Coming out getting easier — but not for all teens

Gabriella Backus, Online Editor-in-Chief

All people must overcome many hurdles throughout their lifetime; although these obstacles vary from person to person, LGBTQ individuals must face one additional but necessary hurdle: coming out.

While growing up, many people question their sexual and gender identities and eventually must come to terms with who they are and what they identify as. For teens realize they aren’t straight or cis, this process can lead to the need to come out to those close to them to lift such a heavy burden off their chest.

For some, coming out to family, friends and others can be a relief — especially if they have parents that are supportive and accepting.

“I’m out of the closet,” sophomore Alex Rubio said. “My friends didn’t care at all, and my parents don’t care about it. But I’m blessed for my experience to be simple and to not have any bad reactions.”

Students struggling with coming out may also find themselves halfway in the closet and halfway out: staying closeted to their parents but being open around friends or even teachers.

“It’s tricky because I don’t care who knows at school, but as soon as my parents step foot on campus, my anxiety raises a lot,” senior Sammi Maynard said. “During ‘Romeo and Juliet’ — my girlfriend and I played the leads — if my parents and friends were close together in the audience and my friends said something that raised suspicion… I was very anxious that entire show that someone would say something and my parents would be in a huff.”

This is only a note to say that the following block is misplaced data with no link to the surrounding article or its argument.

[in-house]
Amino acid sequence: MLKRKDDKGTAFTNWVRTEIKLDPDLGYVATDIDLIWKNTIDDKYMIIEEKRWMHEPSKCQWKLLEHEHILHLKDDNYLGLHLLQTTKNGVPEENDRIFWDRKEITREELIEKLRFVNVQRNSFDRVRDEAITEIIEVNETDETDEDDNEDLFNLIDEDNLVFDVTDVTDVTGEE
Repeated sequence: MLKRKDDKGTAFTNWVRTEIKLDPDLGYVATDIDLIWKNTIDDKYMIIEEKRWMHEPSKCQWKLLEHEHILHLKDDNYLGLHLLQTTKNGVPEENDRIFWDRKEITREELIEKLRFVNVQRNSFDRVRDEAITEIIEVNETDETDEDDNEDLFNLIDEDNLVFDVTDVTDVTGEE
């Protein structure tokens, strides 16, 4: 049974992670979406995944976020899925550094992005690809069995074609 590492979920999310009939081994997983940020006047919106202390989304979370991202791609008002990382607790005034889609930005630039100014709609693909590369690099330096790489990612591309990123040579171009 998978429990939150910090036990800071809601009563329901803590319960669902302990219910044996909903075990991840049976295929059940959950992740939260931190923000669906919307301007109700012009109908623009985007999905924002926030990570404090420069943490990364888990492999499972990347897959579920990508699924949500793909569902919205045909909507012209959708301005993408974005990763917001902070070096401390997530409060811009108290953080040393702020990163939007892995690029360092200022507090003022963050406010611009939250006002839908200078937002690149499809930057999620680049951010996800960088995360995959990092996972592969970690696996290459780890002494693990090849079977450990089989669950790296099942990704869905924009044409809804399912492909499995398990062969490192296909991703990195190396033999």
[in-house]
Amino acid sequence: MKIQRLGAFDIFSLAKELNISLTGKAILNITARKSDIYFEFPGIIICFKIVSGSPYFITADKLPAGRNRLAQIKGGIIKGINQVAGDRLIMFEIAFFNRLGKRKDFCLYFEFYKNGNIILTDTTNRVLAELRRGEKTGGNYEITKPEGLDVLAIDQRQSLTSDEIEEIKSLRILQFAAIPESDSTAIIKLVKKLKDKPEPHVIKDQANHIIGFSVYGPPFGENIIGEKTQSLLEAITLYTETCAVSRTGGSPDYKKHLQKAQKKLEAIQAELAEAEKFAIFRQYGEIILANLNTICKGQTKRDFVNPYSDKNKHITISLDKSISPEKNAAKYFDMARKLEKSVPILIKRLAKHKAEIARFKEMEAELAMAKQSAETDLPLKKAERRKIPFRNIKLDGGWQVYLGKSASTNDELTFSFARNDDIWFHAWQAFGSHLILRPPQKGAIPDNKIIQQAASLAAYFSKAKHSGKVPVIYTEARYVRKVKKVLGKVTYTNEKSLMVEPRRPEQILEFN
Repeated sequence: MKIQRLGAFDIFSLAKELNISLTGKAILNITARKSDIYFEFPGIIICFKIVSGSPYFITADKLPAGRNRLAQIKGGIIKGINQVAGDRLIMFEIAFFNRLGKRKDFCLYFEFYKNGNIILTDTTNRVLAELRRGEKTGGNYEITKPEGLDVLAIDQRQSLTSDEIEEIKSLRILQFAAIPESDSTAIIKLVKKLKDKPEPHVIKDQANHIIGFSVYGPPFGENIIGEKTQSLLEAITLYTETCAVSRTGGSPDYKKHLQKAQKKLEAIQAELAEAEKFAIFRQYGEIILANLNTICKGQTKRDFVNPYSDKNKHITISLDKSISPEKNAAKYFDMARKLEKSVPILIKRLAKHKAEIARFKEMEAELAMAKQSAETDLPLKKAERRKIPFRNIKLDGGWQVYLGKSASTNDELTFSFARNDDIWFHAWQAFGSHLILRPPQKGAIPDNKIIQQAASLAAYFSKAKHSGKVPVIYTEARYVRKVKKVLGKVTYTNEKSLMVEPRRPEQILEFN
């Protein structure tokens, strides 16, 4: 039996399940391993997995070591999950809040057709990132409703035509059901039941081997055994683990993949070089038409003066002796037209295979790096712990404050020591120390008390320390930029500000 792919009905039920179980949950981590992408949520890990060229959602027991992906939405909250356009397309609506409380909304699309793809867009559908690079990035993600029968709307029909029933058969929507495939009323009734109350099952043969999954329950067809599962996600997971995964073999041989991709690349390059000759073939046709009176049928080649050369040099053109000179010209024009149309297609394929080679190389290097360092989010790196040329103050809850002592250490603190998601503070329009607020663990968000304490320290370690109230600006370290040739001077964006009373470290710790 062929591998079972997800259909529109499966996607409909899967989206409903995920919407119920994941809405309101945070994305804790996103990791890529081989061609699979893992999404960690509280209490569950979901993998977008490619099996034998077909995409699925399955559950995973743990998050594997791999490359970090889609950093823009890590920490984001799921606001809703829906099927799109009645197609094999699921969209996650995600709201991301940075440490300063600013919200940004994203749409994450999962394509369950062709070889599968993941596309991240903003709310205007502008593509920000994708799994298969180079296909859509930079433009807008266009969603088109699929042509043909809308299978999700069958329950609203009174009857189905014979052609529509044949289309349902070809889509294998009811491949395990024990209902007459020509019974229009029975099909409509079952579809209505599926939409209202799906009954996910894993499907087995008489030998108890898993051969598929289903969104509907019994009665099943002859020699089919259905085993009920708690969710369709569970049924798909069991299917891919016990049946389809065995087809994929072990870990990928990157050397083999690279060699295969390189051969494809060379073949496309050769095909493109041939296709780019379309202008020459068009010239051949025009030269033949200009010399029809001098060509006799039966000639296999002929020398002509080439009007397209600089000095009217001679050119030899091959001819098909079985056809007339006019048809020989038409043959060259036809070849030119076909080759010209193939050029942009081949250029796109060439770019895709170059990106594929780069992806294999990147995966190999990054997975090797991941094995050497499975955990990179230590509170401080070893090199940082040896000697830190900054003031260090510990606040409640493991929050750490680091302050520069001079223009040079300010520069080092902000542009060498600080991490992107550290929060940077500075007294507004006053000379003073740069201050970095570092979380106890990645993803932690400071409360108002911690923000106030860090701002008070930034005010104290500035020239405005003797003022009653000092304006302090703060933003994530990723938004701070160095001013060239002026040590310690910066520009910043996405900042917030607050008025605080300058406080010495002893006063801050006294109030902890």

“Everybody I know knows, but there are some social situations where I’ll keep it to myself because I think it’ll make everything awkward,” senior Julian Chan said. “Like, when I meet new people, most people assume I’m straight, and you never know if people are homophobic.”

Even after fully coming out, students may face adversity that can force them to retreat back into the closet. They may be told their feelings are just a phase, or, in dire situations, threatened to be disowned by family members or disregarded by close friends.

“The way my mom found out was that I had to write a bullying statement, and I wrote that I’m gay,” junior Matthew Huerta said. “My mom sat me in a room and she said ‘it might be a phase,’ but I didn’t care because I knew myself. It’s my mom, I’m always gonna love her.”

According to various studies by Gay, Lesbian, and Straight Education Network (GLSEN), 86 percent of LGBT youth recall being harassed for their sexual or gender orientation at their school.

The anti-LGBT behavior doesn’t stop after childhood; most countries don’t protect LGBT rights in the workplace, including the U.S. Twenty-eight state governments offer no protection against sexual orientation discrimination, and 30 states offer no discrimination protection for transgender people. No matter the degree to which students come out, many live their lives expecting harassment of some degree.

LGBTQ students are often forced to develop mental barriers to protect them from harm and to learn to ignore the hate altogether and focus on themselves.

“I’ve dealt with people infrequently who would yell ‘faggot,’” junior Ryan Duff said. “I’m pretty sure someone threw a water bottle at me once, but it missed. When they say things, I don’t care anymore… nothing really fazes me.”